The first chunk of February came with good news for those with Windows VR headsets. On February 1st, Microsoft released a preview version of Windows which comes with a slew of new features including the ability to run regular desktop apps in VR; it’s been possible to run apps from the Windows Store with Windows VR headsets but, until now, apps from outside the store—like Photoshop, Spotify, Chrome, and others—were excluded.
While WMR only previously supported apps purchased from the Windows Store, the new integration of Win32 desktop apps opens the way for users to access standard software inside the Windows Mixed Reality Portal, the default virtual ‘home’ environment for Windows VR headsets.
The umbrella category of ‘Win32 desktop apps’ includes software that most Windows 10 users are accustomed to running on their computers, including Photoshop, Spotify, Google Chrome, and Steam, among others. To get to your desktop apps inside of Win32, navigate to the Pins Panel, all apps, and then to the folder titled “Classic Apps (Beta)”.
Windows Central broke down this and a handful of other recently release features in the video below:
The new feature came as part of the Windows Insider Preview build 18329. As is the case with all Insider builds, Microsoft is warning users that there will be many bugs to squash before the new features are ready for prime time. In the meanwhile, they are encouraging testers to submit as much feedback as possible. Because it’s still a preview build, features that are being tested right now may not make it all the way to the public Windows release in their current form.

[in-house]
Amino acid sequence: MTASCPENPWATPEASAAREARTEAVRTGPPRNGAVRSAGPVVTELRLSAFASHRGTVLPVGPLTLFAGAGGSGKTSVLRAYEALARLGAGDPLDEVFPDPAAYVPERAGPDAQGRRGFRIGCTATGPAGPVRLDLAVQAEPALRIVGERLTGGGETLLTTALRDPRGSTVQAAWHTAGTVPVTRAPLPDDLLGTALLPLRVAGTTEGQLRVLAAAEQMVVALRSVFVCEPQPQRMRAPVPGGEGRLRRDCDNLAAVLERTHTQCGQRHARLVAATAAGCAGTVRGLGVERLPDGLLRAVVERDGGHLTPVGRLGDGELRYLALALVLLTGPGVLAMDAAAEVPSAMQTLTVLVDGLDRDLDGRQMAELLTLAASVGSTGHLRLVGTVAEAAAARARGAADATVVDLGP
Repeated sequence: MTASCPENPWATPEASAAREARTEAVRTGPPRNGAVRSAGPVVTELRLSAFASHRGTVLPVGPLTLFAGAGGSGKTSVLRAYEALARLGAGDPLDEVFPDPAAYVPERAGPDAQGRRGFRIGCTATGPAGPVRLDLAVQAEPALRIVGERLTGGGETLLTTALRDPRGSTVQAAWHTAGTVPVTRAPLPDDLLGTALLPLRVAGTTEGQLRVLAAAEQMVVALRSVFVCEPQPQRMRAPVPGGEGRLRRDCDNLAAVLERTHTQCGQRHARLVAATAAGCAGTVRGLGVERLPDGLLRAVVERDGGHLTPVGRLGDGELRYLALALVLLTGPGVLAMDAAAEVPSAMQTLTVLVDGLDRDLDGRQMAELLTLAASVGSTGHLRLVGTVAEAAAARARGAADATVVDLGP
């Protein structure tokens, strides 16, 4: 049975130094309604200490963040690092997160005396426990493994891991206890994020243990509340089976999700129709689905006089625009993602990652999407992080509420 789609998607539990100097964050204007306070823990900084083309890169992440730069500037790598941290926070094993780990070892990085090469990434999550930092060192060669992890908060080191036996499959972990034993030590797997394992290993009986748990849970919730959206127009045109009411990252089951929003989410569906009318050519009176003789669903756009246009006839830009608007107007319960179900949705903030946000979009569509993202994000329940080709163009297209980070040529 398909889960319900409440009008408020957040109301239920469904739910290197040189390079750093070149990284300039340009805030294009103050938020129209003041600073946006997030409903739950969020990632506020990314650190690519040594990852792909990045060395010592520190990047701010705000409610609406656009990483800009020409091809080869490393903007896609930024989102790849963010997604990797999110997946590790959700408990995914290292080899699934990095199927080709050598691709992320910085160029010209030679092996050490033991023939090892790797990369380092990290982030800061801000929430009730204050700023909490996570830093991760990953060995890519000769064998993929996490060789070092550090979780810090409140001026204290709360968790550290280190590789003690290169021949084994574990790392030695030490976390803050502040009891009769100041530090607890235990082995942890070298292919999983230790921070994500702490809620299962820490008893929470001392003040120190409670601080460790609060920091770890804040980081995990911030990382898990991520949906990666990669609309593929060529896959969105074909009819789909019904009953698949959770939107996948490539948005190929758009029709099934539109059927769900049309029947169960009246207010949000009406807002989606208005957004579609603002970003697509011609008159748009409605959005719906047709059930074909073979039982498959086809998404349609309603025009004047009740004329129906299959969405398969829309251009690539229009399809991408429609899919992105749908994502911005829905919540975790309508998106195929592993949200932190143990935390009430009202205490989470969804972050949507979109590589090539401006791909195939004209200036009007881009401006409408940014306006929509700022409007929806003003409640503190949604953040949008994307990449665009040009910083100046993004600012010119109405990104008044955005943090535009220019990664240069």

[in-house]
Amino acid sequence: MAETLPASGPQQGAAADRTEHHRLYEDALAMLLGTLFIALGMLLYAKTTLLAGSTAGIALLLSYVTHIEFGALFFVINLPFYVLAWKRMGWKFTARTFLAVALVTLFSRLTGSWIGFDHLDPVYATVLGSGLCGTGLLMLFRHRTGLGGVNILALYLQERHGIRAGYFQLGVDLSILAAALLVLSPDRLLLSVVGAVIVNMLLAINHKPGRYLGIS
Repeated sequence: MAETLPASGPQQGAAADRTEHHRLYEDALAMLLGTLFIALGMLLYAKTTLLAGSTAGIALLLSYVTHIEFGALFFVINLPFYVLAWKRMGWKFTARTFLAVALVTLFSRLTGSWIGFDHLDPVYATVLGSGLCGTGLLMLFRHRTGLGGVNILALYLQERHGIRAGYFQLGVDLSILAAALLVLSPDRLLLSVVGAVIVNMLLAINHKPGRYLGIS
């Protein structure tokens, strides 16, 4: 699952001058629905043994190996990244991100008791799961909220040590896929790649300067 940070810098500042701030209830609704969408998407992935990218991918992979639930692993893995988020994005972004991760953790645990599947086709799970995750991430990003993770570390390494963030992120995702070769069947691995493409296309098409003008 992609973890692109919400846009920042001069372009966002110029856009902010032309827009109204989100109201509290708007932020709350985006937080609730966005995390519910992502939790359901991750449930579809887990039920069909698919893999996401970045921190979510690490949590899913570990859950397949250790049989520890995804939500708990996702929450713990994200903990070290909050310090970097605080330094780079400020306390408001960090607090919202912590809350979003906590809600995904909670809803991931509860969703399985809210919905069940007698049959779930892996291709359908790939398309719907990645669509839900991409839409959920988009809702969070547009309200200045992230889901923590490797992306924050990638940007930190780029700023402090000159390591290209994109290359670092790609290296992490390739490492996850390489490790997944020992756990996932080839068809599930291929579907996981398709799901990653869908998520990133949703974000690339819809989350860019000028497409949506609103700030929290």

With Insider build 18329 and the upcoming 19H1 public update in April, WMR moves closer to strengthening its position as a productivity tool, something Microsoft has been angling toward since the launch of the Windows VR headsets at the end of 2017. However, headset resolutions have not caught up fast enough to make working inside of VR palatable for long periods of time. Though that might not be the case for long though as HP recently revealed a new headset that’s a huge jump in resolution over even the highest fidelity Windows VR headsets available today.
Along with native support for regular desktop apps inside of Windows , the new Windows Insider build also includes non-VR Windows improvements like a Top Apps bar in the Search Home, ADLaM and Osage font support, better dark mode support for Mail & Calendar, and the ability to set a default font.